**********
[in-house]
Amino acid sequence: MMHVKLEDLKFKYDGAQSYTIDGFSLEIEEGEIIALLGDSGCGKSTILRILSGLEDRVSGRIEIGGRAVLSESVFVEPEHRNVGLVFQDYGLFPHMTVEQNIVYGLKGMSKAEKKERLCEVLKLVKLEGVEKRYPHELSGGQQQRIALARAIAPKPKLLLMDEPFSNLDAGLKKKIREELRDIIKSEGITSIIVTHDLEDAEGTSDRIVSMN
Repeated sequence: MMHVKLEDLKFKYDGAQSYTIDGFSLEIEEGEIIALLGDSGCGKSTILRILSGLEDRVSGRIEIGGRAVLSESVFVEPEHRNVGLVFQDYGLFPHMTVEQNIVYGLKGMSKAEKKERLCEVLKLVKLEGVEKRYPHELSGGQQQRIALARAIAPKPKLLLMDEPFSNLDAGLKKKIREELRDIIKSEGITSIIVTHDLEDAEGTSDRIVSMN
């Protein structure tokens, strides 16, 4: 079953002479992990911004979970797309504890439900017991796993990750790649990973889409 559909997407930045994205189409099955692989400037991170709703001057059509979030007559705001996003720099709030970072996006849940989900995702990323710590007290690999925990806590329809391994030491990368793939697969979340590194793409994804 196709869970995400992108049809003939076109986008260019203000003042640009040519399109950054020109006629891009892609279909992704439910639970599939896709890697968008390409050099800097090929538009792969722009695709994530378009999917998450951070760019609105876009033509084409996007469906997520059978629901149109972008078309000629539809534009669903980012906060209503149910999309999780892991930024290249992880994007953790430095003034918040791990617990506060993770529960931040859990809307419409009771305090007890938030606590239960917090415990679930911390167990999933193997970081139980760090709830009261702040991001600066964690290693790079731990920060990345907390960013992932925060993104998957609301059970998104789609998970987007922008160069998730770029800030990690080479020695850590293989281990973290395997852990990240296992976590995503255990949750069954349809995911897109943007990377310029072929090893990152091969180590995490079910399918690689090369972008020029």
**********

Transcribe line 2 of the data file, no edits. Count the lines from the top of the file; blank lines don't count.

Amino acid sequence: MMHVKLEDLKFKYDGAQSYTIDGFSLEIEEGEIIALLGDSGCGKSTILRILSGLEDRVSGRIEIGGRAVLSESVFVEPEHRNVGLVFQDYGLFPHMTVEQNIVYGLKGMSKAEKKERLCEVLKLVKLEGVEKRYPHELSGGQQQRIALARAIAPKPKLLLMDEPFSNLDAGLKKKIREELRDIIKSEGITSIIVTHDLEDAEGTSDRIVSMN